Title:
Network-based method and system for sensory/perceptual skills assessment and training
Kind Code:
A1


Abstract:
A method and system for assessment and training of sensory/perceptual deficiencies is disclosed. The present invention includes: (i) an assessment module or system, (ii) training modules, (iii) a centralized database for storing assessment, training, and other data, and (iv) a feedback mechanism for parents, teachers and doctors that allows immediate input regarding either a particular person's data or a group (e.g., class) analysis. The training modules and database can be accessed via the internet or other network, thereby allowing training to occur at times and places that are convenient for the subject. Clinicians, researchers, and educators can conveniently access the database through the internet or another network connection. With convenient access to assessment and training data, clinicians can more easily treat their patients, and researchers can use the database as a resource to help determine the causes and best treatment protocols for sensory/perceptual deficiencies such as Visual Inefficiency Syndrome.



Inventors:
Grisham, David (American Canyon, CA, US)
Epstein, Gordon (Walnut Creek, CA, US)
Powers, Maureen (San Pablo, CA, US)
Riles, Phillip (Sacramento, CA, US)
Application Number:
10/426294
Publication Date:
12/18/2003
Filing Date:
04/30/2003
Assignee:
GRISHAM DAVID
EPSTEIN GORDON
POWERS MAUREEN
RILES PHILLIP
Primary Class:
Other Classes:
434/258, 434/365, 434/247
International Classes:
G09B5/00; G09B7/00; (IPC1-7): G09B7/00
View Patent Images:
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Primary Examiner:
GEBREMICHAEL, BRUK A
Attorney, Agent or Firm:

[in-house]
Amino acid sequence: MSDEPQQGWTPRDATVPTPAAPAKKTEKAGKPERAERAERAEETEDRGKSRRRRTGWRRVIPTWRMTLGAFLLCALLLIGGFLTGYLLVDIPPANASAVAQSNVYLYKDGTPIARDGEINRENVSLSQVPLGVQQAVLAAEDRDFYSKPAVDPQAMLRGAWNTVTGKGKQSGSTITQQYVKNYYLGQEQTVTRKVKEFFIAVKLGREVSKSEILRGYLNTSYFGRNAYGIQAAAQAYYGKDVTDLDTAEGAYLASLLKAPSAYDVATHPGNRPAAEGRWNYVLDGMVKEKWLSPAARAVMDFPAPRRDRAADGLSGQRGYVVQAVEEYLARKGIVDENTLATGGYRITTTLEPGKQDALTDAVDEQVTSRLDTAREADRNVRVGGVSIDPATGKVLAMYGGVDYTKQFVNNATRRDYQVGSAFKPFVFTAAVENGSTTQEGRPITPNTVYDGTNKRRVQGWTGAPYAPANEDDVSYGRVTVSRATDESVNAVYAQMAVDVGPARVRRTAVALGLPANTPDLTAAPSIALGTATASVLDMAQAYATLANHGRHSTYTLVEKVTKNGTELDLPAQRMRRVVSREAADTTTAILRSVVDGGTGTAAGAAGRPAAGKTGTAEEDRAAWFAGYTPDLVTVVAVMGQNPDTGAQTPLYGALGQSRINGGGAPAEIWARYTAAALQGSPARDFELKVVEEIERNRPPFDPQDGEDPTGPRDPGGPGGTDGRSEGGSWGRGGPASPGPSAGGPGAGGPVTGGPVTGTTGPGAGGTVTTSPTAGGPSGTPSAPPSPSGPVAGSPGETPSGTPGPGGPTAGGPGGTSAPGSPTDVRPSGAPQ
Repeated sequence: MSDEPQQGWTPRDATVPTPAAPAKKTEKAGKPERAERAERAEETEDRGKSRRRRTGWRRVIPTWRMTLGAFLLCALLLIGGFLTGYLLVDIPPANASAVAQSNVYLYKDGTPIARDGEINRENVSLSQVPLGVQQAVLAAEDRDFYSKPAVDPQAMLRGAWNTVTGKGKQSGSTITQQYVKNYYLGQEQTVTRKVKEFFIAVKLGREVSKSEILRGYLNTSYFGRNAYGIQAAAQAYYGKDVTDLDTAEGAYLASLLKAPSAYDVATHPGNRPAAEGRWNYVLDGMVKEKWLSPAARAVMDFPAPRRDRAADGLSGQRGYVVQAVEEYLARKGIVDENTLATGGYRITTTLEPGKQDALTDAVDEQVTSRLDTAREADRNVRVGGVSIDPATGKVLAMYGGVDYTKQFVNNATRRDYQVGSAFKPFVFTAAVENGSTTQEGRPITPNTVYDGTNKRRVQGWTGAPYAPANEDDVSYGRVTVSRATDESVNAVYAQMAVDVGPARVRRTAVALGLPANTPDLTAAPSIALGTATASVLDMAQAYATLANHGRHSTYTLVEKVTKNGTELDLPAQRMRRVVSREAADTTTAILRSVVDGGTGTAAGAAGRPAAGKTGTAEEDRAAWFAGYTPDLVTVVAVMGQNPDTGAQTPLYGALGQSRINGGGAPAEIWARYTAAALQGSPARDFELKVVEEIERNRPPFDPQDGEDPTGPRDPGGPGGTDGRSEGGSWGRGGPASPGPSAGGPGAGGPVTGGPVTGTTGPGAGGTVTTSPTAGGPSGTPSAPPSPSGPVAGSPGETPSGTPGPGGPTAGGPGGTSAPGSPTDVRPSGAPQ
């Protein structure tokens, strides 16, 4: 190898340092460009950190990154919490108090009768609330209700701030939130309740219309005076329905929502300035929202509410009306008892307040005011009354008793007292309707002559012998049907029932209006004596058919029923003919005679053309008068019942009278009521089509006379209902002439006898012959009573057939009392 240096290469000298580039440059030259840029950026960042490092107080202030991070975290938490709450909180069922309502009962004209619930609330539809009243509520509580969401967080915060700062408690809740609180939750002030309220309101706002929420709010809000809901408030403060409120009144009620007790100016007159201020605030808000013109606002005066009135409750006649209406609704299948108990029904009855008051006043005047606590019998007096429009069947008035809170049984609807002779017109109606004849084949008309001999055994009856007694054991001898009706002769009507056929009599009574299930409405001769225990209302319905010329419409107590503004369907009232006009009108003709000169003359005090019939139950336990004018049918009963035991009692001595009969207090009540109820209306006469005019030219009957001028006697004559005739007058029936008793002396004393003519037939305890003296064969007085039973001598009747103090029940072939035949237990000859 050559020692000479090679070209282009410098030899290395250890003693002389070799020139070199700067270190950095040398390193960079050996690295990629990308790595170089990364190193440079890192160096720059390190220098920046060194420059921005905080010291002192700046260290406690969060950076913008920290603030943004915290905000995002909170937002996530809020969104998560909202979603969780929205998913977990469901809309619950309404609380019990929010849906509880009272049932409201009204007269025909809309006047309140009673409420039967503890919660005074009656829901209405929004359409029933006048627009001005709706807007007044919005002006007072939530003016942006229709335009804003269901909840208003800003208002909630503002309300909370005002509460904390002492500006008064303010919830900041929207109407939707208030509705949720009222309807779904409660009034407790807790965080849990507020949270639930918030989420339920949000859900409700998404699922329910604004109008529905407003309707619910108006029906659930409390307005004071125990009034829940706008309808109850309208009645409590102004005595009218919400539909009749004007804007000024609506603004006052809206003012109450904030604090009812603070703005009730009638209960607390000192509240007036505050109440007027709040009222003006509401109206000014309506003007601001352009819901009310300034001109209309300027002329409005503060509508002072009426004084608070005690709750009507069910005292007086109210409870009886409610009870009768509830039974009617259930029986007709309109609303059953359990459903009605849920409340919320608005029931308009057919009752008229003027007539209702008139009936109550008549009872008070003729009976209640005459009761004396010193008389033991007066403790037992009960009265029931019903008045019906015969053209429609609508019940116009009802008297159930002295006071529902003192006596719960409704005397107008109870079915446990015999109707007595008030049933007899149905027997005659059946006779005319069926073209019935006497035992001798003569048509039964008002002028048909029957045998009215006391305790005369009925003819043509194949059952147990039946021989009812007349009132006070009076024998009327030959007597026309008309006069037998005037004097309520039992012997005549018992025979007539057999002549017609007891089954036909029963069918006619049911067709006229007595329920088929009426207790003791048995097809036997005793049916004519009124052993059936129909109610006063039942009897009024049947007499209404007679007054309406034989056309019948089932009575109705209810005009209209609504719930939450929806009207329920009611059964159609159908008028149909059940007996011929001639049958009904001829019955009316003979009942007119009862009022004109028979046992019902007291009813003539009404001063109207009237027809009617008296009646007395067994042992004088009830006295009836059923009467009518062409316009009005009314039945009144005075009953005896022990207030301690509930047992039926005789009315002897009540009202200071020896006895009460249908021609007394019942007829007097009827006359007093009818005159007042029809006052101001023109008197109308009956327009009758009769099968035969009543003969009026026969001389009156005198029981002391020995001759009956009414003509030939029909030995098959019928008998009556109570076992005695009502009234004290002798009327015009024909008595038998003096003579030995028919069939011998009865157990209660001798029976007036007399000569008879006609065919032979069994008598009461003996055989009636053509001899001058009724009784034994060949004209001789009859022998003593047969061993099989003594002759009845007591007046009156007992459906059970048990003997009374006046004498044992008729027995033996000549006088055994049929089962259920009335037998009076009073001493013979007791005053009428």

MAGUIRE LAW OFFICE (423 E ST., DAVIS, CA, 95616, US)
Claims:

We claim:



1. A method for assessing and treating a sensory/perceptual skills deficiency, comprising: evaluating subjects' skills in a particular sensory/perceptual field; referring subjects to training based on said evaluation; using an interactive network-based training module to improve the skills of the referred subjects in said particular sensory/perceptual field; generating training data from the use of said network-based training module by said referred subjects; and uploading said training data to a centralized, network-accessible database.

2. The method according to claim 1, wherein said network is the internet.

3. The method according to claim 2, wherein said particular sensory/perceptual field is visual skills.

4. The method according to claim 3, additionally comprising generating assessment data from the step of evaluating subjects' skills in a particular sensory/perceptual field, and uploading said assessment data to said database.

5. The method according to claim 4, additionally comprising making said database accessible to researchers for study.

6. The method according to claim 5, wherein said training module comprises training to improve saccadic accuracy.

7. The method according to claim 6, additionally comprising a second training module to improve vergence skills.

8. The method according to claim 7, additionally comprising the step of using an interactive internet module to obtain feedback on the subject's performance in at least one of said training modules.

9. The method according to claim 8, additionally comprising a third training module to improve accommodation skills.